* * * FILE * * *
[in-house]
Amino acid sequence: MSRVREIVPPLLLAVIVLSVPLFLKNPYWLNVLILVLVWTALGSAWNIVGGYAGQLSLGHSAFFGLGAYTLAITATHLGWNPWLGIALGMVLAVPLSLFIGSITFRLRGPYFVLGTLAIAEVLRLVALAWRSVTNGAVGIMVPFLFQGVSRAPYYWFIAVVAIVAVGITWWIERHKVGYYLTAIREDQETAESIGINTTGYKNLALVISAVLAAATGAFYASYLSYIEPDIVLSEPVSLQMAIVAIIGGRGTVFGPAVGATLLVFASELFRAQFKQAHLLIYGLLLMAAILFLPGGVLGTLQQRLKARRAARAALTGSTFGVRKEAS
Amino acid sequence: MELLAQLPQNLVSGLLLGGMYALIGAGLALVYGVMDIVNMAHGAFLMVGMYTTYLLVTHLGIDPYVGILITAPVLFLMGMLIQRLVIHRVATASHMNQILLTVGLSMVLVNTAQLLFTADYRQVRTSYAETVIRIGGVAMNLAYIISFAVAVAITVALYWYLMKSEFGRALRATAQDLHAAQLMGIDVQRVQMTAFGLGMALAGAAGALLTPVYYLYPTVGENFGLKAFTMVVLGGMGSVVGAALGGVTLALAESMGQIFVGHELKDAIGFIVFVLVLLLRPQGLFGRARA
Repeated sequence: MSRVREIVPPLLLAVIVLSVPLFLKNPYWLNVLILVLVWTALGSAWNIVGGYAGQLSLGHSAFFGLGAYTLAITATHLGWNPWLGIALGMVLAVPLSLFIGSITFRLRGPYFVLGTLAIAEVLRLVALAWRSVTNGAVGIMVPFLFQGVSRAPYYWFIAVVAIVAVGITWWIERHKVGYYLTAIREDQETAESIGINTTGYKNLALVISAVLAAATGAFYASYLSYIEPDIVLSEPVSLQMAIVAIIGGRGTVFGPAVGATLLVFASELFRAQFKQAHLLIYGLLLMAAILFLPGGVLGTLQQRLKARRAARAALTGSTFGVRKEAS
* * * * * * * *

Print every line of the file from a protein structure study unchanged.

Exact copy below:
[in-house]
Amino acid sequence: MSRVREIVPPLLLAVIVLSVPLFLKNPYWLNVLILVLVWTALGSAWNIVGGYAGQLSLGHSAFFGLGAYTLAITATHLGWNPWLGIALGMVLAVPLSLFIGSITFRLRGPYFVLGTLAIAEVLRLVALAWRSVTNGAVGIMVPFLFQGVSRAPYYWFIAVVAIVAVGITWWIERHKVGYYLTAIREDQETAESIGINTTGYKNLALVISAVLAAATGAFYASYLSYIEPDIVLSEPVSLQMAIVAIIGGRGTVFGPAVGATLLVFASELFRAQFKQAHLLIYGLLLMAAILFLPGGVLGTLQQRLKARRAARAALTGSTFGVRKEAS
Amino acid sequence: MELLAQLPQNLVSGLLLGGMYALIGAGLALVYGVMDIVNMAHGAFLMVGMYTTYLLVTHLGIDPYVGILITAPVLFLMGMLIQRLVIHRVATASHMNQILLTVGLSMVLVNTAQLLFTADYRQVRTSYAETVIRIGGVAMNLAYIISFAVAVAITVALYWYLMKSEFGRALRATAQDLHAAQLMGIDVQRVQMTAFGLGMALAGAAGALLTPVYYLYPTVGENFGLKAFTMVVLGGMGSVVGAALGGVTLALAESMGQIFVGHELKDAIGFIVFVLVLLLRPQGLFGRARA
Repeated sequence: MSRVREIVPPLLLAVIVLSVPLFLKNPYWLNVLILVLVWTALGSAWNIVGGYAGQLSLGHSAFFGLGAYTLAITATHLGWNPWLGIALGMVLAVPLSLFIGSITFRLRGPYFVLGTLAIAEVLRLVALAWRSVTNGAVGIMVPFLFQGVSRAPYYWFIAVVAIVAVGITWWIERHKVGYYLTAIREDQETAESIGINTTGYKNLALVISAVLAAATGAFYASYLSYIEPDIVLSEPVSLQMAIVAIIGGRGTVFGPAVGATLLVFASELFRAQFKQAHLLIYGLLLMAAILFLPGGVLGTLQQRLKARRAARAALTGSTFGVRKEAS